How We Raised the Money (Part 3)

The potential investor, looked me in the eye, and said, “Your numbers are totally unrealistic; we have never seen an operator with such high subscriber growth projections….”. Then added, with disbelief, “either you do not know what you are doing, or you are doing something we have never seen before. So which is it?”

International investors, in London and New York, can sometimes, be quite aggressive in their approach, and you have to take that in your stride.

Then at this point, Jan would pitch in, and say, “yes, Strive has something quite novel, he wants to introduce, that has never been done before…even here in England.” And with a gesture of total confidence, look at me, and say, “tell them Strive. Tell them about “prepaid”, tell them about your plan to go for prepaid right from the outset.”

Prepaid, which we would brand, as “Buddie Prepaid”, was our “secret weapon”. Yes, believe it or not we introduced a commercial prepaid service, in Zimbabwe, before they introduced it in London and New York. We did not invent it, but we had realised its full potential.

As soon as Jan, our advisor from Standard Bank London, would give his signal, Jeff and I, like a well drilled tag team, would make our presentation. We would show our research, and our financial projections, and then show why we believed even ordinary people would one day, own a cell phone, instead of just the rich, as elsewhere in the world, at the time.

You are only ever given at most 30 minutes to make your “pitch”, to these guys, who control more money than governments; if they like you, otherwise its 10 to 15 minutes, and a polite, “thank you”.
We had been round to about 10 major investors, all with polite, “thank you-s”. Then one day, our advisors, called to say that, one of the big investors, interested in Africa, wanted to see us again. The team, we met was led by an elderly white gentleman, and he had with him a group of technocrats, who included several Africans. He listened to me, quietly, occasionally questioning, our numbers, and assumptions. The meeting, continued for more than the customary 30 minutes. Then he suddenly declared, “I am in; work out the details with my team. Also tell anyone you meet from now, that, we are in.” And with that he got up and left.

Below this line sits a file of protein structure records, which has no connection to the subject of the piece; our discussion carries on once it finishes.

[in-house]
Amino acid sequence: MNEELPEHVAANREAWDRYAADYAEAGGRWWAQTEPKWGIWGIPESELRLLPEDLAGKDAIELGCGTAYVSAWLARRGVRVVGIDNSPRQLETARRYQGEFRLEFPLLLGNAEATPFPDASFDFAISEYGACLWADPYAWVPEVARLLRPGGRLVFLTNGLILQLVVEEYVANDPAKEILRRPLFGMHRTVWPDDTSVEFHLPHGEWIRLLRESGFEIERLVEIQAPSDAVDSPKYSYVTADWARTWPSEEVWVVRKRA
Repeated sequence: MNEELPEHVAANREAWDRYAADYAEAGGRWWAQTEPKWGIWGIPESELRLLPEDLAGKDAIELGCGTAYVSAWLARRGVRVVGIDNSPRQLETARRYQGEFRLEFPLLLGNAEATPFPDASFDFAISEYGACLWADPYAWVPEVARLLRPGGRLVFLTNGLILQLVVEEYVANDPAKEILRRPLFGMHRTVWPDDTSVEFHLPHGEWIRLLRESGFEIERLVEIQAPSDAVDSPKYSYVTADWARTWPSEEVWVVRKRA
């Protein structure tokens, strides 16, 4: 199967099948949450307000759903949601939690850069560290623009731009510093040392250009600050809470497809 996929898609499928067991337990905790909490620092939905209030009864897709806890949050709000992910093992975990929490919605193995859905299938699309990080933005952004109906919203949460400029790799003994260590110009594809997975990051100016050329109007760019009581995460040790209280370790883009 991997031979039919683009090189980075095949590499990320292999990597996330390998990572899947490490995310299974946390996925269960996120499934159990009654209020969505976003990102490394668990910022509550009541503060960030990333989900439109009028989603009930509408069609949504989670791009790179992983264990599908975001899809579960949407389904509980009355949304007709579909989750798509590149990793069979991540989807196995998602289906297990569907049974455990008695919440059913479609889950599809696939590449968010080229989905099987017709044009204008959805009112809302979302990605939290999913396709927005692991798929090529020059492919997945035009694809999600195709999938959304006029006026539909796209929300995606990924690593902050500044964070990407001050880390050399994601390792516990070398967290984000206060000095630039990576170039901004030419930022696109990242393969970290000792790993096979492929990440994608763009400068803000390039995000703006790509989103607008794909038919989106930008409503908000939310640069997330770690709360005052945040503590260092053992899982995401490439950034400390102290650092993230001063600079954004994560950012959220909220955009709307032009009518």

That was the breakthrough, everyone looks to, when raising capital. We had hit the jackpot, the door to the global capital markets, had been opened for us!

From there we went to New York, and by the end of our tour the calls were coming in, thick and fast. We were oversubscribed. We returned to Harare, and launched our prospectus. As soon as the local institutions heard the news from London and New York, they changed their attitude, towards us, and rushed forward to also buy. Before that they had been laughing at us, saying they would not buy shares in a “start up”!

I insisted that priority be given to ordinary people, first.

The most moving moment for me, was when the late wife of Pastor Gatsi, Pastor Chido, came to me, with a large sum of money, and wanted to know how she could buy her shares. When I asked her how she got the money, she said she had sold her car. She would not accept free shares, and told me, they were too valuable to get for free, because she knew how they came about! It brought tears to my eyes.